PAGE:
Why anti-racists should stand with Palestinians on June 18th at Government Center
June 16, 2006
By Noah Cohen
We support a unified movement against racism and colonialism. Such a movement requires active opposition to racists who attack indigenous people, immigrants, New Afrikans, and other oppressed and colonized people.
Both as material reality and as ideology, white supremacy shows itself across the entire spectrum of US life--from KKK and Nazi groups at the "right-wing" margin, to Minutemen, to racist police and Homeland Security, to the current inheritors of a doctrine of "manifest destiny" who sit at the very center of economic and political power in the United States. Viewed from the radical lens of the indigenous people of this continent, the same ideology shows itself in large portions of the "left" who still cling to European ideas of "progress" as a justification for colonialism, or who fail to recognize the magnitude of colonial crimes against indigenous people here and around the world. This same racism can be seen in the refusal to recognize the legitimacy of resistance to settlers, whose colonization of land means genocide against the indigenous people.
The history of Palestine offers a good window for understanding how, in the history of colonialism, the extreme right, the liberal center, and the radical left often take positions that overlap so completely as to be objectively the same for indigenous people. In Palestine, Zionist followers of Jabotinsky in the Revisionist Movement--a movement that was allied with Italian fascism in the 1930s, had training camps in Mussolini's Italy, and that offered support to Hitler on the grounds of a shared ideology around the concept of the totalitarian organization of society to enforce racial or ethnic purity (the movement of Israeli Prime Ministers Menachim Begin and Yitzhak Shamir), worked hand in hand with "left-wing" Zionists (including those Marxist and anarchist currents who took part in the Kibbutzim) in eradicating Palestinian villages in 1948 and dispossessing some 80% of the population. The groups differed in their concepts of how Zionist society should be organized; they were nearly unanimous in their policies toward indigenous Arabs.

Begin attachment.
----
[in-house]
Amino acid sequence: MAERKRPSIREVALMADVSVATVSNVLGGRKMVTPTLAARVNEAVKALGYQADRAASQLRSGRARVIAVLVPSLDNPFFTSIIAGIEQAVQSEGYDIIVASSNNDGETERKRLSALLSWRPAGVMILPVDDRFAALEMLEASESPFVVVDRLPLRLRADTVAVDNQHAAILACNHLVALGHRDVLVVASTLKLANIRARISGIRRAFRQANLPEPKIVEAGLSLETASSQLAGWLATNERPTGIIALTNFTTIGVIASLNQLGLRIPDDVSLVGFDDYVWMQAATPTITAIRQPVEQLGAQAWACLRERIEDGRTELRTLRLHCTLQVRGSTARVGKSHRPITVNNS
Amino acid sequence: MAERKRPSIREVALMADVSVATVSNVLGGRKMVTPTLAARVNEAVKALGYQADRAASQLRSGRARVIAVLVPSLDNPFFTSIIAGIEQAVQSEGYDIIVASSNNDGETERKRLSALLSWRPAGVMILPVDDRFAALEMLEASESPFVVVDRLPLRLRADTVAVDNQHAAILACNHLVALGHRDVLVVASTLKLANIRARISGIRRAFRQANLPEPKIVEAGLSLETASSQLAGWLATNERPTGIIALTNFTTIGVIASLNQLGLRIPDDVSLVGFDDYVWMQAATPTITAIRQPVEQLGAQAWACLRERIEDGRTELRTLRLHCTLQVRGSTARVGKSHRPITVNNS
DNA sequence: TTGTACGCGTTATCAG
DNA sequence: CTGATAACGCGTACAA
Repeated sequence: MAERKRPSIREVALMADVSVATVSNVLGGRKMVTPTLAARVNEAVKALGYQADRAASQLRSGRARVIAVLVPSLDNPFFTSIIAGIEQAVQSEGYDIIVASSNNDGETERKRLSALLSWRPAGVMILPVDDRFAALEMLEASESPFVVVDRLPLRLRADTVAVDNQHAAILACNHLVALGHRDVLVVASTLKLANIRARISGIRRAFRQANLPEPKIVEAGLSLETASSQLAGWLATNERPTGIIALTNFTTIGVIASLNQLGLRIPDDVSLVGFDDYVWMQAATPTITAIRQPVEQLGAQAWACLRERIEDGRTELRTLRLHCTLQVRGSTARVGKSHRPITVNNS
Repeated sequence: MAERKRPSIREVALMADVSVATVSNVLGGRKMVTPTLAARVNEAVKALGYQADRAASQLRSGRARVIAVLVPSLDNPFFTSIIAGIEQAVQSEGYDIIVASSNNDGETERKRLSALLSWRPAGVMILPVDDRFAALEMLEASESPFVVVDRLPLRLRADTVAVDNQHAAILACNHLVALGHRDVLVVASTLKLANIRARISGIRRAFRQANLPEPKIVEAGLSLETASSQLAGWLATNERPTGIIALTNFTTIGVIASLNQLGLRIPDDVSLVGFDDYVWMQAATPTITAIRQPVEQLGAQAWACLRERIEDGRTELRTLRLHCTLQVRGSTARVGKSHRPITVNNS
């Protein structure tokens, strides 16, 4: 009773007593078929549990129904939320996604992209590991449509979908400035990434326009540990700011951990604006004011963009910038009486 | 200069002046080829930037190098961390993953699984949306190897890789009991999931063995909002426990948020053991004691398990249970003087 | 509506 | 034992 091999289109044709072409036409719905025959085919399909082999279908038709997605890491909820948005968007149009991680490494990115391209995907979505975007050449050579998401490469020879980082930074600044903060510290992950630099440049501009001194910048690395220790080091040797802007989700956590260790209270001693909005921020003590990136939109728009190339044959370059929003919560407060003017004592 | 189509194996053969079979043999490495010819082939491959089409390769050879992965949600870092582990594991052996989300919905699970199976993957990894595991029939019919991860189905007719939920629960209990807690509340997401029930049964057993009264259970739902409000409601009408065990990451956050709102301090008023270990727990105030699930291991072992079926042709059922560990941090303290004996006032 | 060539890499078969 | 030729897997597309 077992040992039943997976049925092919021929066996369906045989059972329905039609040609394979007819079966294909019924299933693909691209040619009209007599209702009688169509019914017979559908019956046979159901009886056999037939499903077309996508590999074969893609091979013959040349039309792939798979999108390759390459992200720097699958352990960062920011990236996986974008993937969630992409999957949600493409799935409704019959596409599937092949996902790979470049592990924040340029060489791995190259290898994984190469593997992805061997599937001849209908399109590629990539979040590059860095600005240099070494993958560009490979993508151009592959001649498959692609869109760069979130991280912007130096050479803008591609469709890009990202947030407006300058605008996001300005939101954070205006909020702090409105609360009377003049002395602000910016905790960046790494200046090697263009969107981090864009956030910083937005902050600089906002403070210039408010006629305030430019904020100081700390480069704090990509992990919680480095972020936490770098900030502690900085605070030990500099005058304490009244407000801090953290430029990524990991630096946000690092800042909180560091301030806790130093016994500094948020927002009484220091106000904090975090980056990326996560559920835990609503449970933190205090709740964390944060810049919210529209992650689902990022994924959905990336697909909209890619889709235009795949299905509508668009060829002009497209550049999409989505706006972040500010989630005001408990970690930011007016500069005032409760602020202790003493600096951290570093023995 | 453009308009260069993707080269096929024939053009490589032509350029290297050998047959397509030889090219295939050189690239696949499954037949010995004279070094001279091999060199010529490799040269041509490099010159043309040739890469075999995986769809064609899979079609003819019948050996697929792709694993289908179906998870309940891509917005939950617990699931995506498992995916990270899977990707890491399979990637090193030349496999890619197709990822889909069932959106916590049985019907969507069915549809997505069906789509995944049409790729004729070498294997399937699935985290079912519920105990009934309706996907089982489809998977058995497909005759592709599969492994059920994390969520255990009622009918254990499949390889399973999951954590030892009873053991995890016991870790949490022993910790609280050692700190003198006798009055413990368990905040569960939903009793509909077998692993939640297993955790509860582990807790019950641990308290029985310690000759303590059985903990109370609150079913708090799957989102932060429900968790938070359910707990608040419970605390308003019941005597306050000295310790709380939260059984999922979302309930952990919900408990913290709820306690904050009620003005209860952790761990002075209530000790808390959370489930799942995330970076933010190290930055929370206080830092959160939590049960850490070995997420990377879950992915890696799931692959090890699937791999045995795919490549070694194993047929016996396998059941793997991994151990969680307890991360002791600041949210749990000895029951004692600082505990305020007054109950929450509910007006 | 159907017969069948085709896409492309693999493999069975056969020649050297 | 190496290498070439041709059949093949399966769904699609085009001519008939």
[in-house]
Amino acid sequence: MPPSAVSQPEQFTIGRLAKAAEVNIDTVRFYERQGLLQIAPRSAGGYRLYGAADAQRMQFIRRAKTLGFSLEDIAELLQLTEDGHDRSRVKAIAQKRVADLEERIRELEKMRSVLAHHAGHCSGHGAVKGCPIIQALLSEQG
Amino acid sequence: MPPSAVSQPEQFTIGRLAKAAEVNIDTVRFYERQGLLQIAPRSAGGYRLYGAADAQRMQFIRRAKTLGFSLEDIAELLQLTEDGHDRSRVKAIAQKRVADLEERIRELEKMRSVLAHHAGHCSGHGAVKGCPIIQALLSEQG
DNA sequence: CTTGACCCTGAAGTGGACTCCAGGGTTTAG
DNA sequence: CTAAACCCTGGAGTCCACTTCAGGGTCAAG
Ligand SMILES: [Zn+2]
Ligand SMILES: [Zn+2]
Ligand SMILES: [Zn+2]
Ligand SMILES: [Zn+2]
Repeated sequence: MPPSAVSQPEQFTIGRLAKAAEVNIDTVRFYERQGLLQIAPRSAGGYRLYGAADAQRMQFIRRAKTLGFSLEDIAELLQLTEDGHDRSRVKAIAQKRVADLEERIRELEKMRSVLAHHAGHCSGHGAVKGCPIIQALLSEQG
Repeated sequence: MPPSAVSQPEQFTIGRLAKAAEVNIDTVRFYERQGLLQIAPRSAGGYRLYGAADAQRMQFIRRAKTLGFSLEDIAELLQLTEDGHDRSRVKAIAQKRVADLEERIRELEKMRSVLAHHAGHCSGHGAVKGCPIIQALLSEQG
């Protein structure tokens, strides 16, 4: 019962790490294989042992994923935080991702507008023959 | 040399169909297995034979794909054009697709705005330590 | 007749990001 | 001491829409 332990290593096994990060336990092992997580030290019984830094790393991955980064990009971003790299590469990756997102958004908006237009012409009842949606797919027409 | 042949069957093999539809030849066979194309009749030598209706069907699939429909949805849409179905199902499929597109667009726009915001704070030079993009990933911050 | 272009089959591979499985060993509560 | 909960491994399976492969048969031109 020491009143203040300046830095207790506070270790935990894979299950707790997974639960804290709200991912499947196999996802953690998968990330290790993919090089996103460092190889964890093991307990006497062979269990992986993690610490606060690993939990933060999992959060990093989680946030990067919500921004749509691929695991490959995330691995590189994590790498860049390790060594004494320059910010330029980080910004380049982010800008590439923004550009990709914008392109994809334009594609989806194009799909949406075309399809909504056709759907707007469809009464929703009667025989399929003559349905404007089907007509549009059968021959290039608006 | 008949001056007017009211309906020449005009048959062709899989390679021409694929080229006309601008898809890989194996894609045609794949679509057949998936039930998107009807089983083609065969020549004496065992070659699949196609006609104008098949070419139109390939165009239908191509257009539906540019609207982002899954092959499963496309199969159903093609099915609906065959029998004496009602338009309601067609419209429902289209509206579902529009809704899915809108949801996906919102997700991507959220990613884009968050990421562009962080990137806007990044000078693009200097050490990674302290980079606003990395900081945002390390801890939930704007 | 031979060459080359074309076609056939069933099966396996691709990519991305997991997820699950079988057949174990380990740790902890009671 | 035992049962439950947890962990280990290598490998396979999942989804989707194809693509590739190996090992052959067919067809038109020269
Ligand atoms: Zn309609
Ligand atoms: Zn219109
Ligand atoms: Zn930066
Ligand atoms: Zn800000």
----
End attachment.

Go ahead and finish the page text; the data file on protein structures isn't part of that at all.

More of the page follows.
On June 18 in Boston, a group of Zionists will march through the streets in a blatant show of support for the colonization of Palestinian land and the eradication of the Palestinian people. Their march, billed yearly as "Boston Celebrates Israel," implies public support for their show of racism. It implies that the people of Boston support the foundation of the Israeli state--called by Palestinians the Nakba ("catastrophe"), the mass killing and expulsion of the indigenous Arab people--and the creation of "nationality" laws allowing Jewish people born anywhere in the world to occupy Palestinian land taken through military aggression, while depriving native born Arab Palestinians of their rights to live and build on their own land. Currently, it means support for the construction of 450 miles of prison walls surrounding Palestinian communities, an economic blockade of enforced starvation against Palestinians in the West Bank and Gaza, aerial bombardment of Palestinian cities, assassination of Palestinian